The Government Inspector’s plot involves a town filled with corrupt individuals, all of whom are willing to bribe or be bribed for their own nefarious wants and needs. When the Mayor discovers that a government inspector is coming to investigate, they mistakenly take a foppish reprobate for the overseer, and forcefully manipulate him to become their willing stooge. There is much drinking, door slamming, seductions and colossal errors of every kind to ensure madness at every turn. The play is by no means a walk in the park. It requires enormous comedic skill and timing to make it work. And not every joke in Hatcher’s adaptation is a winner. There are a lot of groaners, and some even met by silence at the performance I attended. But when so many are coming at you, not every one needs to be a home run. So what if there are a few foul balls when the assembled cast are batting so many solid doubles and triples?

The solid foundation that forms the structure upon which Government Inspector builds its plot is the opposite of how The Play That Goes Wrong is constructed. It makes absolutely no sense—but it doesn’t matter. Farce requires careful plotting (check out how rigorous something like A Funny Thing Happened on the Way to the Forum is, if you don't think so). The Play That Goes Wrong isn't a farce—it's a chaos comedy, and there's a difference. Farce is all plot, with intricacies that require careful attention, so that when things go awry you're in on the joke. A comedy of chaos is so convoluted you're not supposed to get it, let alone follow it. All that's necessary in this particular piece is to follow the actors (and stagehands) from one blunder to another, each one more preposterous and more death-defying than the next. The pretext is that we are gathered at the Lyceum Theatre on Broadway to see the Cornley Polytechnic Drama Society do their very best to perform a 1920s murder mystery. Well, forget that. The show is a disaster even before it starts—literally. Get to your seat early as there is a pre-show featuring the stagehands (also actors, obviously) that gets the proceedings off to a hilarious start.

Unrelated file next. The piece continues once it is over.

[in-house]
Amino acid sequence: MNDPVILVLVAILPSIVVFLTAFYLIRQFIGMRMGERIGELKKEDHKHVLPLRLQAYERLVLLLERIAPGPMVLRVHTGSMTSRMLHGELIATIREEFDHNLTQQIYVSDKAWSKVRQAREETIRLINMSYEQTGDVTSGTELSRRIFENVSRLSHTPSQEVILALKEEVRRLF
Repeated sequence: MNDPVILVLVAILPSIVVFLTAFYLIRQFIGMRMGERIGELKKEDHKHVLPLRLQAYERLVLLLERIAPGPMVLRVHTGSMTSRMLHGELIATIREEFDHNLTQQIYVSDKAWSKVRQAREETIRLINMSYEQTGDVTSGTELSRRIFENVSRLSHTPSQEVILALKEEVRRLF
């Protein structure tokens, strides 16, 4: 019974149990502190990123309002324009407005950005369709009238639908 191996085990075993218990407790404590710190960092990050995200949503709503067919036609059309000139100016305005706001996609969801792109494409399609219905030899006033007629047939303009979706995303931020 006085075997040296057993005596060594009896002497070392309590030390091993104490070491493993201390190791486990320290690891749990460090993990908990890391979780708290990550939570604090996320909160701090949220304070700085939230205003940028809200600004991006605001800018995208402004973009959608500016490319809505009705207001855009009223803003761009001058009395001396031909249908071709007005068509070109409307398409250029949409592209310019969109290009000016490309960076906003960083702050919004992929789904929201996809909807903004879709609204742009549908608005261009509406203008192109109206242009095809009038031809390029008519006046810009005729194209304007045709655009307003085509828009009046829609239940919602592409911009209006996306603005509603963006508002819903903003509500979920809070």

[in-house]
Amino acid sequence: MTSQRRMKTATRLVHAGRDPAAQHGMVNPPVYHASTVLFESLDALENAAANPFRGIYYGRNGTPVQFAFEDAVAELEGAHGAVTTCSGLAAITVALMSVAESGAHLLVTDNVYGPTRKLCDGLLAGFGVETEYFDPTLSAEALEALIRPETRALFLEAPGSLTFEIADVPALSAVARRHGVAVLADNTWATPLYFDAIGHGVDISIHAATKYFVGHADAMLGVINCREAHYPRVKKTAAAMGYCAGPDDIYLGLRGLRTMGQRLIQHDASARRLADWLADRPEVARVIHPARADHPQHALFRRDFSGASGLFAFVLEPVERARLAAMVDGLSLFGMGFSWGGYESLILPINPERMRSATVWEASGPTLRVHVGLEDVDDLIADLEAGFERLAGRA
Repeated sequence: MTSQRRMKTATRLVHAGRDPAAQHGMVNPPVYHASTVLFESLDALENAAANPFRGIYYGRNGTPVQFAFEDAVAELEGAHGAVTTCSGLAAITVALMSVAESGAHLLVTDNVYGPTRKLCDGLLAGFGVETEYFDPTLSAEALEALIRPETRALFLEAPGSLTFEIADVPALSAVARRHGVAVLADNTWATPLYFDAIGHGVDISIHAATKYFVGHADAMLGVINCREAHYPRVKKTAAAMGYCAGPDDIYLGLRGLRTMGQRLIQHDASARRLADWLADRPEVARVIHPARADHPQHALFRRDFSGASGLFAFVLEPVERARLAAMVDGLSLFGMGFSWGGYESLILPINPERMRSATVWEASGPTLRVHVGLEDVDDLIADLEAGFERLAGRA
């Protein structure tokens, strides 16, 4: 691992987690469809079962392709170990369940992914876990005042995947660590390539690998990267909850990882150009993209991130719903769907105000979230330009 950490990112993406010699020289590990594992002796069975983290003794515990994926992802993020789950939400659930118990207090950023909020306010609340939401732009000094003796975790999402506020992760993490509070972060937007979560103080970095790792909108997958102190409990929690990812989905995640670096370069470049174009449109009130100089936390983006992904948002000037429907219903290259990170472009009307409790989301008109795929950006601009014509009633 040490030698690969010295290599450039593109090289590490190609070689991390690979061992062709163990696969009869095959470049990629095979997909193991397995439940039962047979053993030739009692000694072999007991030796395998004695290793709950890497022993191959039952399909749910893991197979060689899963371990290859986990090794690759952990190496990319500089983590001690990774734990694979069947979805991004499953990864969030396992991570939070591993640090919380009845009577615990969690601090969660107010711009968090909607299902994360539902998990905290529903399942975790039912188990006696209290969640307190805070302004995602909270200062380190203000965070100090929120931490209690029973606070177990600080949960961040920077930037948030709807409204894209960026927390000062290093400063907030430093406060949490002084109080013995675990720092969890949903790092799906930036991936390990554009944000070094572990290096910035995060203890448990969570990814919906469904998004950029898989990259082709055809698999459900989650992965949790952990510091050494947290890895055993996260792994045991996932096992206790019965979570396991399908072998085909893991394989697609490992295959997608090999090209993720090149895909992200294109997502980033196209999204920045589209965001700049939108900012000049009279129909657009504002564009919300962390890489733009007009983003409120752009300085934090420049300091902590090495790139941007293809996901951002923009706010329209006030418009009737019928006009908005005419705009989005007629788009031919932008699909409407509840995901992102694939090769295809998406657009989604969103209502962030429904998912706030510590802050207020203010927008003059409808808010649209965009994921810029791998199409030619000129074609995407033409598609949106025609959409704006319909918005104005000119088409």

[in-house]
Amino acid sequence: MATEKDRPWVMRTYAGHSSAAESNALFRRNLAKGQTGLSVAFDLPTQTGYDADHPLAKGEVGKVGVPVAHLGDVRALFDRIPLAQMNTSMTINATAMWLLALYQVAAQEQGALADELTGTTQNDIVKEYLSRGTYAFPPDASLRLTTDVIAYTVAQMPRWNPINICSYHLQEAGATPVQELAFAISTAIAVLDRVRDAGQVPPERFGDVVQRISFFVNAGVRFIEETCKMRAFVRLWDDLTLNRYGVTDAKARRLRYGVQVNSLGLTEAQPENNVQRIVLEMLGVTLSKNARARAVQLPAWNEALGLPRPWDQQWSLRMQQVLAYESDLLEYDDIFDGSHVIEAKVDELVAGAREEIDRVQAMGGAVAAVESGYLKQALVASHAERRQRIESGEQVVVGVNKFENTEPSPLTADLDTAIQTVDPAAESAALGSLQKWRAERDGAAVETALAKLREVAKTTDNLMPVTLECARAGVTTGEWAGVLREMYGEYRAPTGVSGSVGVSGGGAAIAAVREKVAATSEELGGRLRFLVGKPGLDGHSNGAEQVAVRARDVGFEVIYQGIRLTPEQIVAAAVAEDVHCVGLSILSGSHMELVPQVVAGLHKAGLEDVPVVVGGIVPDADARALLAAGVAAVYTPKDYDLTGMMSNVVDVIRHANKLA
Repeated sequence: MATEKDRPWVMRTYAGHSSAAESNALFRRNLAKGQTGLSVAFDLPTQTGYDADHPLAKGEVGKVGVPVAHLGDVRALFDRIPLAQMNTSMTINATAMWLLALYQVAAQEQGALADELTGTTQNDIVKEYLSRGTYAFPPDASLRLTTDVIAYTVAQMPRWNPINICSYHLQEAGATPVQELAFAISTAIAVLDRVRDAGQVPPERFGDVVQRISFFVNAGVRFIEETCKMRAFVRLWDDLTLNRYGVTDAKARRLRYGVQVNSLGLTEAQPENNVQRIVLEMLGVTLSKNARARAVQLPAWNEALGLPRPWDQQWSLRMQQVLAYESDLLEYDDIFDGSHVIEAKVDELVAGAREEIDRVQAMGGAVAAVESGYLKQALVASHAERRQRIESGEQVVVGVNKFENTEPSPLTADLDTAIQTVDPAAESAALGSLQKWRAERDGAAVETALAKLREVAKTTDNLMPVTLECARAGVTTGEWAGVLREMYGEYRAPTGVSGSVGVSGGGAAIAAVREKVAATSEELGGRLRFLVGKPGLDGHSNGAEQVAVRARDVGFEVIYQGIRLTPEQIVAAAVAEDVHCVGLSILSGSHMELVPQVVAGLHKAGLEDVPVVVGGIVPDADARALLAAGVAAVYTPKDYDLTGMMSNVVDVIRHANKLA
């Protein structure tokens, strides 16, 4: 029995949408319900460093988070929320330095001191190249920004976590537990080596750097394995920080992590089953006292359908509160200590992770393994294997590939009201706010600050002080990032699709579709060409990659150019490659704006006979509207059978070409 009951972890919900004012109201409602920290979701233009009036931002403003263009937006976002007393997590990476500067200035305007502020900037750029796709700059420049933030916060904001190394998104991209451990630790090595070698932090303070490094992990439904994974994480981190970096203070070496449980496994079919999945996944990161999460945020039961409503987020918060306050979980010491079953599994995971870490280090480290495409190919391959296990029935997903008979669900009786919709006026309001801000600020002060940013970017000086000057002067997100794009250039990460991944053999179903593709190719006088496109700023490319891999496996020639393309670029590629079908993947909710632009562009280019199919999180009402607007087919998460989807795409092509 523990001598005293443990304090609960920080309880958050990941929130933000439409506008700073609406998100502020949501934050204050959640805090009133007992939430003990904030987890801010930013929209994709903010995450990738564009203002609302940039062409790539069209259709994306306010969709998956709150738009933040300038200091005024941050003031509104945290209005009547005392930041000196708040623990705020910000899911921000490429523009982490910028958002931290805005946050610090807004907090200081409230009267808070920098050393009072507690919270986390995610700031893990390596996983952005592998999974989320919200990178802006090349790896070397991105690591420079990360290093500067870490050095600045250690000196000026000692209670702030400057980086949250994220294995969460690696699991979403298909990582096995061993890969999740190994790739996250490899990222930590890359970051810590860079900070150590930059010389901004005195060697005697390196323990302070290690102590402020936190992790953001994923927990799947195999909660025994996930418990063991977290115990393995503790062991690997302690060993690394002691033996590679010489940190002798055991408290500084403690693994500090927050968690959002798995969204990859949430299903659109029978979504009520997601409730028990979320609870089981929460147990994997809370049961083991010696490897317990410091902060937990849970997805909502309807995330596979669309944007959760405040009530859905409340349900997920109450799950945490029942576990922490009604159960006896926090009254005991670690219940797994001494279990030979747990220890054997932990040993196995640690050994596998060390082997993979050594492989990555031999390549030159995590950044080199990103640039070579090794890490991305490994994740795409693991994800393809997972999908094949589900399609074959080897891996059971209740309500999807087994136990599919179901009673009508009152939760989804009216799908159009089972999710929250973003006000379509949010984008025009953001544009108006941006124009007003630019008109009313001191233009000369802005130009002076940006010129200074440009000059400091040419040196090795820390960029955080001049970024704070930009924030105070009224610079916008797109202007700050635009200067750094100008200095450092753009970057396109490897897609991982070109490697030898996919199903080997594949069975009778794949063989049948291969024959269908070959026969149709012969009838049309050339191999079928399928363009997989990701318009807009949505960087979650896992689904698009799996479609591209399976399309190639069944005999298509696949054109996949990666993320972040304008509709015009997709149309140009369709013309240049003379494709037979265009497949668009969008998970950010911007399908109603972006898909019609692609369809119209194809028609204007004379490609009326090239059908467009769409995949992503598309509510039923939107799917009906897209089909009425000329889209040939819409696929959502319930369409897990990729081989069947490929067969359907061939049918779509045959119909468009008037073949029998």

The Play That Goes Wrong ... where mayhem rules.

Written by three of its leading actors (Henry Lewis, Jonathan Sayer and Henry Shields) for their Mischief Theatre which they had, The Play That Goes Wrong has been running in London for three years and won the Olivier Award for Best New Comedy. The entire company has come to New York to do the show and are as expert a team as one can imagine. There's no one stand out amongst the cast, but needless to say, the three actors who wrote it perform characterizations tailor-made to their comedic strengths. Much has already been written about its set, which won the Tony for Best Scenic Design for a Play. It deserved it.

The Play That Goes Wrong is scheduled to exit the Lyceum Theatre at the end of the year; The Government Inspector will begin its extended six-week engagement on Wednesday July 5th through Sunday August 20th at New World Stages. If you're feeling a bit ill of late with all that's troubling our "new world," go see them both. After all, laughter is the best medicine.

Ron Fassler’s Up in the Cheap Seats: a Historical Memoir of Broadway, is now available at Amazon: